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Germany and France finally find common ground

Euro debt crisis sparks European leaders into action.

German Chancellor Angela Merkel and French President Nicolas Sarkozy have emerged from seven hours of talks confirming an agreement over how to proceed with the euro debt crisis.

Although details are yet to be announced, it is believed that a possible tax on European banks is off the cards. Prior to the most recent meeting, Germany had expressed a keen desire to see private lenders to Greece subject to losses resulting from future rescue agreements. However, both the European Central Bank and France have expressed concerns that this could spark a much wider banking crisis in the eurozone.

France and Germany are the two countries most significantly affected by Greek debt, followed by the UK in third place. The meeting between Germany and France comes hours before European policymakers meet to discuss how to tackle the eurozone debt crisis, including a further loan package to Greece.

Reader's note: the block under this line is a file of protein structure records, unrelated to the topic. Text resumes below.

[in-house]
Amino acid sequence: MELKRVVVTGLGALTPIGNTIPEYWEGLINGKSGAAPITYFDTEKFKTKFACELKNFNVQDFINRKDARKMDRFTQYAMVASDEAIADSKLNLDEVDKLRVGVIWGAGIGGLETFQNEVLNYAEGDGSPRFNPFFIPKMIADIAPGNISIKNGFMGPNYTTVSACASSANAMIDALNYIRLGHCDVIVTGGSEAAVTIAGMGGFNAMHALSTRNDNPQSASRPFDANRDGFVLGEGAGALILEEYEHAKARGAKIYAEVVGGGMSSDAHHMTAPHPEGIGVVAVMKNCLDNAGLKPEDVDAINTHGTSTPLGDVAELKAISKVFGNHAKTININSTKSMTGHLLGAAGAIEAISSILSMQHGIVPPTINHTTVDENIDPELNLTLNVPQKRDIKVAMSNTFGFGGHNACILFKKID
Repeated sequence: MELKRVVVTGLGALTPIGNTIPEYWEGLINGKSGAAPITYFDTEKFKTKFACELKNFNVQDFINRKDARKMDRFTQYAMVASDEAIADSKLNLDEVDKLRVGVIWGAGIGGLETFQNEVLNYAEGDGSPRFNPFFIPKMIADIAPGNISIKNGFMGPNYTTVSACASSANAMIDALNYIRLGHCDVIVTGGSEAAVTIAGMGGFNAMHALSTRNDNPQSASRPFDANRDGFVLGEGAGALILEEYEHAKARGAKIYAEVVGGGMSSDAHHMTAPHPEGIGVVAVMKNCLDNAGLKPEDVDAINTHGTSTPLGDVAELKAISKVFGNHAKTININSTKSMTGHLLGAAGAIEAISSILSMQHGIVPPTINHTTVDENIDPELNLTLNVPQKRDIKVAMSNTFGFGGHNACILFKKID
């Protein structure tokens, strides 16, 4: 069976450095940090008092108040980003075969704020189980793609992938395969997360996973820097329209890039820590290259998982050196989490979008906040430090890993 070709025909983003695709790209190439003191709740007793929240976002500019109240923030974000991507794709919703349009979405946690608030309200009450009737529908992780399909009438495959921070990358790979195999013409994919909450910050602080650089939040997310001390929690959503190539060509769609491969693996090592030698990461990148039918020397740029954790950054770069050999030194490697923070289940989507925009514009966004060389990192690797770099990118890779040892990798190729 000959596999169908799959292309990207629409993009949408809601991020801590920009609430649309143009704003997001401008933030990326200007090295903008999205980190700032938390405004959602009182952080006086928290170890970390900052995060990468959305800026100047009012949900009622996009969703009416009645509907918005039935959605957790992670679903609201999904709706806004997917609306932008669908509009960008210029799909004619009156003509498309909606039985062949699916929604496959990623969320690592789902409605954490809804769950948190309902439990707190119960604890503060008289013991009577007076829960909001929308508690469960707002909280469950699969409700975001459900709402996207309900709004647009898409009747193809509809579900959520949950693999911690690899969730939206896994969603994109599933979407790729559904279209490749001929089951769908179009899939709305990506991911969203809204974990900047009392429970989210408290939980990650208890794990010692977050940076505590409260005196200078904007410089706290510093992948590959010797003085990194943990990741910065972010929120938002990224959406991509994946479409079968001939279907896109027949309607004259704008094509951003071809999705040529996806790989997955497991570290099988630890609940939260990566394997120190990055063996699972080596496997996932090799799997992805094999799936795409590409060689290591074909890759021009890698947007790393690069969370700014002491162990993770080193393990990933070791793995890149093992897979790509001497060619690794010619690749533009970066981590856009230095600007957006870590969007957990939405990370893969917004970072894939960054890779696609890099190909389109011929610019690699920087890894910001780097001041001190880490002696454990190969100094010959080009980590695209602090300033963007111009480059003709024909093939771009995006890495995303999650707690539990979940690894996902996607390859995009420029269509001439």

On Tuesday, President Barack Obama called the German Chancellor to highlight how important it is to address the euro debt crisis as part of an overall global economic recovery. European Commission President Jose Manual Barroso likewise points out how fundamental it is to address the european problem head on in order to avert future negative consequences: "Nobody should be under any illusion; the situation is very serious".

Tess Riley is a freelance journalist and social justice campaigner. She also works, part time, for Streetbank, and can be found on Twitter at @tess_riley